Things That Matter

Robb Elementary Mother Claims She’s Being ‘Watched’ by Uvalde Police

A mother of two from Uvalde, Texas named Angeli Rose Gomez, who bravely rushed into Robb Elementary on May 24 to save her children, claims she is now being watched by Uvalde Police.

On the day of the tragic shooting that killed 19 children and two teachers, Gomez made her way to Robb Elementary, only to find that officers had not yet engaged the shooter, who was still inside with a classroom full of children.

In an attempt to take matters into her own hands, Gomez began making her way to the building, only to be detained by a US Marshal on the scene.

“Right away, as I parked, a US Marshal started coming toward my car, saying that I wasn’t allowed to be parked there,” she said to CBS News. “And he said, ‘Well, we’re gonna have to arrest you because you’re being very uncooperative.'”

As Gomez became more impatient and critical of law enforcement’s response, she was put in handcuffs, only being released after a local officer asked the US Marshal to uncuff her.

According to Fox 29 in San Antonio, Gomez said, “As soon as they [police] take me off the cuff I see his arm like, give me a little gateway, because I’m real little so a little gateway where I can just run.”

Gomez hopped a fence and ran towards the school to locate her son’s classroom. After finding and evacuating him and his classmates, Gomez then set her sights on her other son.

By this point, police had begun to engage her again, and she demanded they start evacuating classrooms. Eventually, Gomez’s other son made his way to her safely, along with his classmates.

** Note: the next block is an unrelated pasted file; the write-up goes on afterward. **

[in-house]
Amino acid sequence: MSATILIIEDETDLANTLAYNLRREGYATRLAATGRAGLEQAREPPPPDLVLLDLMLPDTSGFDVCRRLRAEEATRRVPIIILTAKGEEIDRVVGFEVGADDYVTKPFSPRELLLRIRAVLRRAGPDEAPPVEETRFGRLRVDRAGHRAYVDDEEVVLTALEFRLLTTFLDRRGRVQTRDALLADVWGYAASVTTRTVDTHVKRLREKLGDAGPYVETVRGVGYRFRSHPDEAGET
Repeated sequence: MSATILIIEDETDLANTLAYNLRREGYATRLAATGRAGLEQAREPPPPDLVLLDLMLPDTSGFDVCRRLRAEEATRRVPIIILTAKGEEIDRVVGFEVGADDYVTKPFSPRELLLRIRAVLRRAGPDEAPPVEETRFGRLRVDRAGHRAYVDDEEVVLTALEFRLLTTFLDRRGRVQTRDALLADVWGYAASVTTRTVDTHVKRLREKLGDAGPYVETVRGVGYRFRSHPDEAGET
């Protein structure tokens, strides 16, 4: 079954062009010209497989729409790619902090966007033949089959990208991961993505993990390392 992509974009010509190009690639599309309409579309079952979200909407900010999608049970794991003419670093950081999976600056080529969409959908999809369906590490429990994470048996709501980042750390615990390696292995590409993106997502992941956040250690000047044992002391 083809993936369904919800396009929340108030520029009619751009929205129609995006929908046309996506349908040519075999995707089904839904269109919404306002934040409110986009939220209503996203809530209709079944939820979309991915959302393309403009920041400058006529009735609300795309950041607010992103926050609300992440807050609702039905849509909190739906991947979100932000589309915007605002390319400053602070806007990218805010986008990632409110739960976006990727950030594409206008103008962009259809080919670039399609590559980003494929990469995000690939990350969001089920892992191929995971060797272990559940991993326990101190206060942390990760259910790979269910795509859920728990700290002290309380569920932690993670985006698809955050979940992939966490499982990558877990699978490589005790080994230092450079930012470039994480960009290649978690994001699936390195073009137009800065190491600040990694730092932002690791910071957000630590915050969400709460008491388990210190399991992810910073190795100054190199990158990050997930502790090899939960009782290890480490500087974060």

However, since this display of heroics, Gomez claims she’s been watched by local police, who want her to stop speaking out against the department and their response to the May 24 shooting. According to People, Gomez said she received a call from the department, threatening her with a parole violation for obstruction of justice.

Per the Fox 29 report, “The other night we were exercising and we had a cop parked at the corner like, flickering us with his headlights,” Gomez said. The Uvalde mother also claims that she’s had to separate from her children so they don’t feel constantly watched by local law enforcement.

Gomez is now working with a lawyer, Mark Di Carlo, to file a lawsuit against the local PD, while continuing to participate in Uvalde protests against school police chief Pete Arredondo, who was placed on administrative leave last week. Di Carlo, Gomez’s lawyer, is currently representing 15 parents in the Uvalde area.

The Uvalde Police Department has come under fire nationally for its response to the Robb Elementary shooting, sparking a widespread debate about gun control and the role of police in schools. The Uvalde shooting has resulted in the first major piece of gun reform legislation passed in the last generation.

Per The Conversation, the Bipartisan Safer Communities Act allows for “red flag laws,” which permits police to confiscate weapons from anyone they consider a danger to themselves or the community.

The act also closes the “boyfriend loophole,” described by criminal justice professor April M. Zeoli as what happens when “dating partners are exempt from federal laws that prohibit those convicted of domestic violence misdemeanor crimes, or those who are under domestic violence restraining orders, from buying or possessing a firearm.”

The Bipartisan Safer Communities Act also dedicates $300 million dollars to mental health services, and $700 million more to implement strategies to secure schools nationwide.

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